It’s Die Hard in a highris–err, in Hong Kong!
You’d be forgiven for thinking the new film Skyscraper is a sequel to 2015’s San Andreas as Dwayne Johnson is once again thrown into action trying to save his family from dangers thousands of feet into the air. The big difference here, though, is that rather than be a cartoon action hero Johnson’s character is surprisingly human. Casual jokes about the film being a Die Hard riff aside, he’s playing a man who looks imposing and acts heroically but who also faces mental and physical challenges familiar to so many of us. The movie grows increasingly silly even as it gets more serious, but suspenseful action beats, a compelling performance from Johnson, and the sight of Neve Campbell kicking ass help make it an entertaining climb into hell.
Will Sawyer (Johnson) left the FBI’s hostage rescue team behind after a bad call cost some people their lives and him his leg. Ten years later he’s husband to an army surgeon named Sarah (Campbell), father to two young children, and presenting for a job in the world’s tallest building. The Pearl is the brainchild of billionaire Zhao Long-ji (Chin Han), and Will’s tasked with declaring the upper residential floors safe for occupancy. Until then his family are the sole residents aside from Zhao himself.
Everything goes smoothly… until it doesn’t, and soon Will is fighting not only for his own life but for his family’s as well. A fire is started on the 96th floor trapping his family above, and with both the police and a group of armed thugs standing in his way he’s forced to think outside the box in order to save the people who matter most to him.
Writer/director Rawson Marshall Thurber (We’re the Millers, Central Intelligence, Dodgeball: A True Underdog Story) isn’t exactly the first name you think of when it comes to big, CG-heavy action movies, but he proves himself something of a natural with Skyscraper as he crafts a tale with engaging characters and even more captivating set-pieces. Even more impressive, he’s the sole writer on this summer blockbuster-to-be and the film clocks in at under 100 minutes — two factors that have grown increasingly rare in recent years.
There’s plenty of convention and contrivance at play here as characters feel familiar, “surprise” traitors aren’t the least bit surprising, and if you’re paying attention Will’s final “obstacle” is clear from very early on, but the cast delivers with the right blend of charm and emotion all the way through to the crowd-pleasing finale. (The crowds being both on the screen and in the audience.) Their contribution can’t be understated as the film’s dialogue exchanges grow goofier as the minutes tick by with our villains talking about their ridiculous and laughable plan as if it’s neither of those things, and the less said about the nonsensical high-tech hall of mirrors the better. It’s all quite silly at times, but in the film’s world it’s played serious.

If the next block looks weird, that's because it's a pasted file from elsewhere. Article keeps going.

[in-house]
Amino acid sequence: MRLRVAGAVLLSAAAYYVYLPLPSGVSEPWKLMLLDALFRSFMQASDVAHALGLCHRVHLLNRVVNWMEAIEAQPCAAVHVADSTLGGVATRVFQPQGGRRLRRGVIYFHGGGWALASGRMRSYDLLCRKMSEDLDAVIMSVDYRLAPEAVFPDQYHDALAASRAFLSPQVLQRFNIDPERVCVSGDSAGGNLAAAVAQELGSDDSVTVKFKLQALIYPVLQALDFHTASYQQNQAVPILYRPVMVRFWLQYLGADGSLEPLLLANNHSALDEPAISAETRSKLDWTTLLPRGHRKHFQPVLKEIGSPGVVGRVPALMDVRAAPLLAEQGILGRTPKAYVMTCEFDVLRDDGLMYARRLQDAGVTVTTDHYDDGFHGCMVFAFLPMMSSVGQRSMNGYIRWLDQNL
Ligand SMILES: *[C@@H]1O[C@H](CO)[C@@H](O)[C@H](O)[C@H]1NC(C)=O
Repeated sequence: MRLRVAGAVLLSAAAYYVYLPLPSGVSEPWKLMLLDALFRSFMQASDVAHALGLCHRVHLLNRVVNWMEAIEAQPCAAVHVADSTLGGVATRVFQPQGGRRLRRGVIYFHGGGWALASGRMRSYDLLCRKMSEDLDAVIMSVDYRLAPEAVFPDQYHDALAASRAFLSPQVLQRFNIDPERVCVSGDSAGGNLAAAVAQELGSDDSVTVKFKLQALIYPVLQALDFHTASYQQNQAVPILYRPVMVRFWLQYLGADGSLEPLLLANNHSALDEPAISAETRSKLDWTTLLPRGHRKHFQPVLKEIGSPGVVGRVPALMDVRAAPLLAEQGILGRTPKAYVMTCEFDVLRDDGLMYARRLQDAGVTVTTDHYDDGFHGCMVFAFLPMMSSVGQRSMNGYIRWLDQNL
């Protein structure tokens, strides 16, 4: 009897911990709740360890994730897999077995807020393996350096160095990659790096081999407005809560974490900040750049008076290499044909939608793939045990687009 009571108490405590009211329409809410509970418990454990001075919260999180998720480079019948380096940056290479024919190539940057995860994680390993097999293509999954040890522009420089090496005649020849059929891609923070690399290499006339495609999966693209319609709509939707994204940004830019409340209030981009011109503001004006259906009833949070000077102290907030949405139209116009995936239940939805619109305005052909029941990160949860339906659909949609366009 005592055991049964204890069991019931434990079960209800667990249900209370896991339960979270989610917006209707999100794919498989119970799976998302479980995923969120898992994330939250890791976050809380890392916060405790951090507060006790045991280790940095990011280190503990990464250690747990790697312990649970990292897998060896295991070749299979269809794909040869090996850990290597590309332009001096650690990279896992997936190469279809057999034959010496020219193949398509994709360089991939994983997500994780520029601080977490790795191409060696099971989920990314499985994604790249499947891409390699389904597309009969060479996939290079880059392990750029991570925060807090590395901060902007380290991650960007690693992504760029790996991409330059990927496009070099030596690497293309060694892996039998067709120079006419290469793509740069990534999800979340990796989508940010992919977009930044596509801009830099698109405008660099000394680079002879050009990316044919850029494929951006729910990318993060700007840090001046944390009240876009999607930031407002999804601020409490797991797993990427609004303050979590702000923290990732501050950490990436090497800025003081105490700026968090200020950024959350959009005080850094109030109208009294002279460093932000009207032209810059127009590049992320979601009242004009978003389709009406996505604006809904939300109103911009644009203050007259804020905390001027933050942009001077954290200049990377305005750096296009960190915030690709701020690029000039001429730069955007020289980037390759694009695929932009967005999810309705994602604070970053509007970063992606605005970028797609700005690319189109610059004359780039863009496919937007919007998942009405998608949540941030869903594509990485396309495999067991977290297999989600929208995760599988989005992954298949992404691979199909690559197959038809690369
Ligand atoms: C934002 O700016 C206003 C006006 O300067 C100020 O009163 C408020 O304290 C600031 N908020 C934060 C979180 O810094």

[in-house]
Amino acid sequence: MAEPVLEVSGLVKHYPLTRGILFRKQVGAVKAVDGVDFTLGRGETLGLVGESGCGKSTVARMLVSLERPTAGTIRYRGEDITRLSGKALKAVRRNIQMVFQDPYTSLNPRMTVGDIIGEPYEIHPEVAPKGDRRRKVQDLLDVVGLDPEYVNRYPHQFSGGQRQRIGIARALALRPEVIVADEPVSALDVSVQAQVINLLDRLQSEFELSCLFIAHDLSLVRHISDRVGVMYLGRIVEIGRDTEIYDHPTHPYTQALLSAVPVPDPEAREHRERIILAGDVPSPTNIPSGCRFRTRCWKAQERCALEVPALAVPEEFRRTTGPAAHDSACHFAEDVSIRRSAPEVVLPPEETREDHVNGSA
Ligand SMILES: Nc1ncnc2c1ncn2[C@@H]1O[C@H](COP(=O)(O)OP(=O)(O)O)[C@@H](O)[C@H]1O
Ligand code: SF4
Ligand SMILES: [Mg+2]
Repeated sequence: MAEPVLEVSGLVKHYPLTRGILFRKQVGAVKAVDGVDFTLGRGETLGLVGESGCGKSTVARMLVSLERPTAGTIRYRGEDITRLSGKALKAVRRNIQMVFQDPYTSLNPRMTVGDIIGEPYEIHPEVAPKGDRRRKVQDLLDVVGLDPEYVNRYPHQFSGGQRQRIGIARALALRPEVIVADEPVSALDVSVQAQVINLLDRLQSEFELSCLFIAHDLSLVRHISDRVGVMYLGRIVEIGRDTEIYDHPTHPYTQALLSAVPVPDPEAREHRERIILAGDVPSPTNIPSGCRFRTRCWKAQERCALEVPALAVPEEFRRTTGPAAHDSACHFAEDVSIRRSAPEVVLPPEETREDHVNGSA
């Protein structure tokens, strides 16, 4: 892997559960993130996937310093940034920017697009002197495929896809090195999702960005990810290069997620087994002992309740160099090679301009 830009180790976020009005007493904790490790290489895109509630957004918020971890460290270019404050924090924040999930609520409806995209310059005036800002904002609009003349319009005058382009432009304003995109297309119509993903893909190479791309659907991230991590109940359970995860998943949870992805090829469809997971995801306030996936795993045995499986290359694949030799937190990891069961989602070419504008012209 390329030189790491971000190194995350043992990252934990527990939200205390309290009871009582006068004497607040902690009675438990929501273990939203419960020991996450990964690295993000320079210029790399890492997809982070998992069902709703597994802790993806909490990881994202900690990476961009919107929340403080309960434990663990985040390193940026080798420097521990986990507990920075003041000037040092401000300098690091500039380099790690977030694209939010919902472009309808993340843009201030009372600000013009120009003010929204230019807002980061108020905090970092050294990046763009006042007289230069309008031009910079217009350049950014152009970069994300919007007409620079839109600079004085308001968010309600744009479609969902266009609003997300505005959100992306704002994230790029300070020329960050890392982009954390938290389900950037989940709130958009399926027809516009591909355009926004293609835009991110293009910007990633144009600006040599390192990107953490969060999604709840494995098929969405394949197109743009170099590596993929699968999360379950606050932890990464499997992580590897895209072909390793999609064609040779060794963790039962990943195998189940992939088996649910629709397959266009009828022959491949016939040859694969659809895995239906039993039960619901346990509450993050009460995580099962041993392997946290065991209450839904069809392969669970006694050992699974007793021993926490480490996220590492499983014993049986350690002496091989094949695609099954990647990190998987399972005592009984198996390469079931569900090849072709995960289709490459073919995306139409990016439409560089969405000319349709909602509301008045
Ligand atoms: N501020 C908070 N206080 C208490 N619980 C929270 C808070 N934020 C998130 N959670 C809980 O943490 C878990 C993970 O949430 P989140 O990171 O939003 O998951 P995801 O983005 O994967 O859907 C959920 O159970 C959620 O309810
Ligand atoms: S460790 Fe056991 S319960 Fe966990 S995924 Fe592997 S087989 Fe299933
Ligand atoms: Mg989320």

Action-wise we’re treated to a pretty stellar brawl in which Will’s leg comes detached, some other scuffles in the back half, and a handful of bigger set-pieces involving the burning building. One standout sequence sees Will scale a crane in an attempt to enter the building above the fire line, and it’s more captivating than it has any right to be. Unrelated, but kudos to Thurber as well for using his single allotted “fuck” in a PG-13 movie for a line that truly menaces rather than simply for laughs.
Johnson’s played the hero before many times, but as delightful as his performances are he’s never felt like an “everyman” facing difficult odds. That changes here. He still cuts an imposing and impressive figure, but between the salt ‘n’ pepper beard, the loss of his left leg below the knee, and the mental struggle he faces involving guilt and self-doubt he feels far more fragile than we’re used to. The film avoids laying it on thick — there are no flashbacks or overwrought dialogue beats — and instead lets Johnson’s face do the talking. (You know what I mean.)
Campbell shines just as brightly, and not just because she’s a rare age-appropriate partner for our male hero. (Take note Hollywood.) Her character never feels like a prop and instead gets to deliver some heroics of her own in addition to holding her own in a pair of fights. The rest of the cast including Pablo Schreiber, Noah Taylor, Roland Møller, Hannah Quinlivan, and others each carry their parts with energy and personality.
Skyscraper makes a good argument for duct tape and reboots as being the fix for many a situation, but its primary resource is determination. People determined to do good… do good. Those who don’t? Well they get tossed off the goddamn roof.